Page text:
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To all those who are eagerly awaiting a new question, all those who love math, I give this challenge and I hope for you good moments of reflection.

Let $A=(a_{ij})_n$ a real nonnegative symmetric matrix with eigenvalues $\lambda_1\geq\cdots\geq \lambda_n\geq 0$.

How to prove that, for all $k\in\{1,\ldots,n\}$, we have $$\prod_{j=1}^ka_{jj}\leq\left(\frac{1}{k}\sum_{j=1}^k\lambda_j\right)^k.$$

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With "real positive" do you mean $a_{ij}>0$ for all $i,j$? – Matemáticos Chibchas Feb 27 '13 at 16:25
That means $\langle Ax,x\rangle\ge 0$@MatemáticosChibchas – Yimin Feb 27 '13 at 16:26
Try to diagonalize the matrix from right bottom to left top. – Yimin Feb 27 '13 at 16:35
for $A$ is positive matrix, then $\lambda_i > 0$ ?. – Laura Feb 27 '13 at 16:38
@Tai, you're right, I mean $A$ nonnegative. – user63181 Feb 27 '13 at 16:50

Apply G.M. $\le$ A.M. to $a_{jj}, j = 1,\ldots,k$, we have:

$$\prod_{j=1}^k a_{jj} \le \left( \frac{1}{k} \sum_{j=1}^k a_{jj} \right)^{k}$$

Since $A$ is a real non-negative symmetric matrix with non-negative eigenvalues $\lambda_1 \ge \lambda_2 \ge \cdots \lambda_n \ge 0$, we can find an orthogonal matrix $\Omega$ and diagonal matrix $\Lambda$ such that $A = \Omega^{T} \Lambda \Omega$ and $\Lambda_{ii} = \lambda_i$ for $i = 1,\ldots,n$. In terms of coefficients of $\Omega$, we have:

$$\sum_{j=1}^k a_{jj} = \sum_{j=1}^k \sum_{i=1}^n \lambda_i |\Omega_{ij}|^2 =\sum_{i=1}^n\lambda_i \beta_i \,\,\,\text{ where }\,\,\,\beta_i = \sum_{j=1}^k |\Omega_{ij}|^2 $$

Using properties of orthogonal matrices, it is not hard to see $0 \le \beta_i \le 1$ and $\sum_{i=1}^n \beta_i = k$.

Let $x_0 = 0$ and $x_i = \sum_{s=1}^i \beta_s$ for $i = 1,\ldots,n$. Define two functions $\beta(t)$, $\gamma(t)$ on $[0,k)$ by:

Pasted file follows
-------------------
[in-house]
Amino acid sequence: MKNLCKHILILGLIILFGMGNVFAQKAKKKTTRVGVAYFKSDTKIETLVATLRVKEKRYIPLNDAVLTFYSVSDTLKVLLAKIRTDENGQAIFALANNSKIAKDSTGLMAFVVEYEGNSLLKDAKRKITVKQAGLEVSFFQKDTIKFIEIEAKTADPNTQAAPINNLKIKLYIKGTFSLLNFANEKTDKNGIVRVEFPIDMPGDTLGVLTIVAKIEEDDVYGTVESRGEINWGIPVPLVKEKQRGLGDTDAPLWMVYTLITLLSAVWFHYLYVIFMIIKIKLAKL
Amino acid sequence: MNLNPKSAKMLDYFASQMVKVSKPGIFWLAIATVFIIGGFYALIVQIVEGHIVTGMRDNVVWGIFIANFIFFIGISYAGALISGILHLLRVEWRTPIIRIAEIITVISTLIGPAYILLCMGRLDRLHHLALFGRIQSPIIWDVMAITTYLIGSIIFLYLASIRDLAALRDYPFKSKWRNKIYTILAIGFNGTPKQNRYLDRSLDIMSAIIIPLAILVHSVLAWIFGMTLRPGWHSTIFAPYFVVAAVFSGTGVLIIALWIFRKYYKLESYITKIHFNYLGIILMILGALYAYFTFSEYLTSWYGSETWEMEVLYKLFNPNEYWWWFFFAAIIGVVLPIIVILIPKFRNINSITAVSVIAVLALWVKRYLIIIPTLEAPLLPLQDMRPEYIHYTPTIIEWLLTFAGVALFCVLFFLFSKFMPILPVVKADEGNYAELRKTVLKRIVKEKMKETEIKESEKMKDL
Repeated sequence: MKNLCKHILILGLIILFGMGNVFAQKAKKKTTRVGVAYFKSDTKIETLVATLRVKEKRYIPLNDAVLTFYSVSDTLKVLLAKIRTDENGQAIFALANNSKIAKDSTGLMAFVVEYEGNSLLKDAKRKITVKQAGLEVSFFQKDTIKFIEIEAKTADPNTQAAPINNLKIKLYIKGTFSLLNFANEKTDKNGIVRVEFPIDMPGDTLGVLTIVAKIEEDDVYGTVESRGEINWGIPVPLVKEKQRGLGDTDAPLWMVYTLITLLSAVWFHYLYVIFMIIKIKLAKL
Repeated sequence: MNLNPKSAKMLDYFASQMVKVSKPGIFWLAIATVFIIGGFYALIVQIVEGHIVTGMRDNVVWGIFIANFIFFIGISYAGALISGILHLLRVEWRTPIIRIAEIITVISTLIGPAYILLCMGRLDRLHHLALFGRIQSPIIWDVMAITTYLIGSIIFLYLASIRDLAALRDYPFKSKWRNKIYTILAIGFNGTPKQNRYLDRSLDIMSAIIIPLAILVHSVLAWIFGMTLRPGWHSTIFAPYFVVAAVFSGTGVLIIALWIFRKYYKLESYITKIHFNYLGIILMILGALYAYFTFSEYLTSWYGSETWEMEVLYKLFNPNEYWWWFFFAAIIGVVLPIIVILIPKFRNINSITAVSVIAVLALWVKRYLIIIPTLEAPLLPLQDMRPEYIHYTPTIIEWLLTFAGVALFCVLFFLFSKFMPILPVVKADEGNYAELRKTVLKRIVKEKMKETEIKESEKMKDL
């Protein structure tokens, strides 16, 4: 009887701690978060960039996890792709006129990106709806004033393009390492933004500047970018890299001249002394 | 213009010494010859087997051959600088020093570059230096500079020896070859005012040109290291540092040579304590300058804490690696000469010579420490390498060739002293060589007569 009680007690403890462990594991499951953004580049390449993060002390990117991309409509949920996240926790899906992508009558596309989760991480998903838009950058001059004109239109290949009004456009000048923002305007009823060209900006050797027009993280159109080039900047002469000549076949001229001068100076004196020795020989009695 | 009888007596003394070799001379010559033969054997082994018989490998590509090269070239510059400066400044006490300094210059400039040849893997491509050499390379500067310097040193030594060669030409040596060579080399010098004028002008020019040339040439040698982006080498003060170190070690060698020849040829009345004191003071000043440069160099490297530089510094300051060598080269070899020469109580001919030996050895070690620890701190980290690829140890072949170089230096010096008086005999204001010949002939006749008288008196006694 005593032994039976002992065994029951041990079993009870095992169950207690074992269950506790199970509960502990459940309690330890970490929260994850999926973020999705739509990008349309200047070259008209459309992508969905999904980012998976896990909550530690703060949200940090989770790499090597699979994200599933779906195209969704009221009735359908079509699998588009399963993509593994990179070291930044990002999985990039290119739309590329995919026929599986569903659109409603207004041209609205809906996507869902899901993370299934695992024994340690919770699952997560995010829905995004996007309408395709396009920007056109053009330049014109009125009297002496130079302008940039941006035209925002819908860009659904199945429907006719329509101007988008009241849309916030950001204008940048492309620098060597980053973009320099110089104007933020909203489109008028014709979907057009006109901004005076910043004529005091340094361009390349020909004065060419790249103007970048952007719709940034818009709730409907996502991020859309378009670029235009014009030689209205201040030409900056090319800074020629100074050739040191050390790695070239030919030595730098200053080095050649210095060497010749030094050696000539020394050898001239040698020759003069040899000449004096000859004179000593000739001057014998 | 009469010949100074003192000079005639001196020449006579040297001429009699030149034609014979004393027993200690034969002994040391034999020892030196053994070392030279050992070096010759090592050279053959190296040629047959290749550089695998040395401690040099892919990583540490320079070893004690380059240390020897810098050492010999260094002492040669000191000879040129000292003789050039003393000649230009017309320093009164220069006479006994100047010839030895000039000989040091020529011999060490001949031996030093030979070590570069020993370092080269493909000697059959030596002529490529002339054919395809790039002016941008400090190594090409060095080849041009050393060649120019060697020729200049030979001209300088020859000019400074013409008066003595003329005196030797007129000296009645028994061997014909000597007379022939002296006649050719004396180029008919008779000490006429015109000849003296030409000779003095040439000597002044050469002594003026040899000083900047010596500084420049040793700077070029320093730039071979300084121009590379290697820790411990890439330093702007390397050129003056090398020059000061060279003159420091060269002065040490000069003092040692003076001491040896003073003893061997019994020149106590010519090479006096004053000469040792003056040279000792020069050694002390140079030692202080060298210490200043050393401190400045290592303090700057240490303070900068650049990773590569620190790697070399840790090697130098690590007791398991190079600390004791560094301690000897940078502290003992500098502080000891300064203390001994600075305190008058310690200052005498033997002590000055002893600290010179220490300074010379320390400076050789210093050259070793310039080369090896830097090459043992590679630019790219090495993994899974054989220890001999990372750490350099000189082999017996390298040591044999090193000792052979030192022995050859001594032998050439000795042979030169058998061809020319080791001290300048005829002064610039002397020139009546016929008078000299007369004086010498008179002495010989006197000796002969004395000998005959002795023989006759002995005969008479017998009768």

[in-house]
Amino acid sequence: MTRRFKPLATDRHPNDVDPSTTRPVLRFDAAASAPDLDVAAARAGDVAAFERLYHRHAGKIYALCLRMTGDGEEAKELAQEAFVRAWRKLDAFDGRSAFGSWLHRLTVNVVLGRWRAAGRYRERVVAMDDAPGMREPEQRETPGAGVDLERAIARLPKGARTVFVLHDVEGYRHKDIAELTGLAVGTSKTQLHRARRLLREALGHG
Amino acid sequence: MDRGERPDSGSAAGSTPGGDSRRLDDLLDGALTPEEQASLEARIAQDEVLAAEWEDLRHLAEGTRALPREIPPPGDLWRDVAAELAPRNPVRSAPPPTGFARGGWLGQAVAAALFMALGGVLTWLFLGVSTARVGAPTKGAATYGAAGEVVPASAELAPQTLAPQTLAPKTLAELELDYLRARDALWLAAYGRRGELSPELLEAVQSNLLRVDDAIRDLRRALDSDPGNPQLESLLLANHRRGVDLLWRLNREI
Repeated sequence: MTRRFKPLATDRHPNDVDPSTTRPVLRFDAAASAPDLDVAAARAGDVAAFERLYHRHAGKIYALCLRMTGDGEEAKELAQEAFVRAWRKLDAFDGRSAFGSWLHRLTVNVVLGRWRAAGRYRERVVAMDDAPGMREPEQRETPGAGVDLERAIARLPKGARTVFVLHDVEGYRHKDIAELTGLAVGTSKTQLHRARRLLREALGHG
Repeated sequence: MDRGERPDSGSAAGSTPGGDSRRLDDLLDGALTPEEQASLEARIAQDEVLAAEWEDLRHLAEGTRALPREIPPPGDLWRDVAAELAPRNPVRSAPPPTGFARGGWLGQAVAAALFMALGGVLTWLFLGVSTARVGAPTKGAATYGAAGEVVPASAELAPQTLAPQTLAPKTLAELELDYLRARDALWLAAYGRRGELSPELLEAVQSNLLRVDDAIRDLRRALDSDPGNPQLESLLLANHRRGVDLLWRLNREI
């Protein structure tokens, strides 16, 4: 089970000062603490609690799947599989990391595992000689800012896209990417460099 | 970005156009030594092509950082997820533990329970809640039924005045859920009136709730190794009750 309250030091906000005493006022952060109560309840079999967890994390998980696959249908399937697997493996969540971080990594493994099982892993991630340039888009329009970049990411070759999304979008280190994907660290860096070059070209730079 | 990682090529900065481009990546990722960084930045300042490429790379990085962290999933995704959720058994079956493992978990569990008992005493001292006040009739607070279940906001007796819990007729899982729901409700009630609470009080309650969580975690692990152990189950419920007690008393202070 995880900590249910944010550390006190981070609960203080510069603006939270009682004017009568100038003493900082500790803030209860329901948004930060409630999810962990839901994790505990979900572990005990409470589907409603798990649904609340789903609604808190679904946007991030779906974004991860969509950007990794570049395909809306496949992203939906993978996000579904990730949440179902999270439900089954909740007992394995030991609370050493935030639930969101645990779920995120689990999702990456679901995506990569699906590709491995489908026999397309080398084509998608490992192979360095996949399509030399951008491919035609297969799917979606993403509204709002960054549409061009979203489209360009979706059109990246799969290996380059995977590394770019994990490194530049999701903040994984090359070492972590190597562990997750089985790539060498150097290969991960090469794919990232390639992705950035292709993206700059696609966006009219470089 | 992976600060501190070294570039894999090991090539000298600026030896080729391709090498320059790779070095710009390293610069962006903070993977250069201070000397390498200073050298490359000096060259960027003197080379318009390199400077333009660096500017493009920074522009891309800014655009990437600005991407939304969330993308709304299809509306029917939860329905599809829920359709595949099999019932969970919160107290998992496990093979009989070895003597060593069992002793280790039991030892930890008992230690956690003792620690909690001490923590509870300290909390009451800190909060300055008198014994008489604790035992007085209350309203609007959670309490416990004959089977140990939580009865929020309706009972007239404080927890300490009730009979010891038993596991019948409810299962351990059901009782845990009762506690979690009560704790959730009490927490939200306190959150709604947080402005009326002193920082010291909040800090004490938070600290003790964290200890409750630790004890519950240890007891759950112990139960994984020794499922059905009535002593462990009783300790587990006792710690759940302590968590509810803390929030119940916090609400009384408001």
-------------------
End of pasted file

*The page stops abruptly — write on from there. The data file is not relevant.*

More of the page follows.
$$\begin{align} \beta(t) &= \lambda_i \,\,\,\text{ for }\,\,\, t \in [x_{i-1}, x_i), & i = 1,\ldots, n\\ \gamma(t) &= \lambda_i \,\,\,\text{ for }\,\,\, t \in [i-1, i), & i = 1,\ldots, k \end{align}$$

Since $\lambda_i$ is non-increasing, it is easy to see $\beta(t) \le \gamma(t)$ on $[0,k)$. From this, we can deduce:

$$\sum_{i=1}^{n} \lambda_i\beta_i = \int_{0}^{k} \beta(t) dt \le \int_{0}^{k} \gamma(t) dt = \sum_{i=1}^k \lambda_i$$

As a result, we can conclude: $$\prod_{j=1}^k a_{jj} \le \left( \frac{1}{k} \sum_{j=1}^k \lambda_j \right)^{k}$$

EDIT Background information.

The statement $\sum_{j=1}^k a_{jj} \le \sum_{j=1}^k \lambda_j$ is actually a corollary of a well known theorem first proved by Schur. Namely,

Let $A$ be an $n\times n$ Hermitian matrix. Let $\text{diag}(A)$ denote the vector whose coordinates are the diagonal entries of $A$ and $\lambda(A)$ a vector whose coordinates are the eigenvalues of $A$ arranged in any order, then $\text{diag}(A)$ is majorized by $\lambda(A)$.

What this means is when we sort the components of $\text{diag}(A)$ and $\lambda(A)$ into two n-tuples of decreasing order:
$$a^{\downarrow}_1 \ge a^{\downarrow}_2 \ge \cdots \ge a^{\downarrow}_n \,\,\,\text{ and }\,\,\, \lambda^{\downarrow}_1 \ge \lambda^{\downarrow}_2 \ge \cdots \ge \lambda^{\downarrow}_n$$ we have $a^{\downarrow}_1 \le \lambda^{\downarrow}_1$, $\,\,\,a^{\downarrow}_1 + a^{\downarrow}_2 \le \lambda^{\downarrow}_1 + \lambda^{\downarrow}_2$ and in general, $$\sum_{i=1}^k a^{\downarrow}_i \le \sum_{i=1}^k \lambda^{\downarrow}_i \,\,\,\text{ for } 1 \le k < n\,\,\,\text{ and }\,\,\, \sum_{i=1}^n a^{\downarrow}_i = \sum_{i=1}^n \lambda^{\downarrow}_i$$

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Is your definition of $\beta(t)$ correct? Instead of $x_i$ should it be simply $i$? – robjohn Jun 4 '13 at 2:08
@robjohn, the definition of $\beta(t)$ is correct. Otherwise, you can't reproduce the sum $\sum_{i=1}^{n} \lambda_i\beta_i$. – achille hui Jun 4 '13 at 2:43
What are the $x_i$ then? They are never mentioned elsewhere. – robjohn Jun 4 '13 at 4:42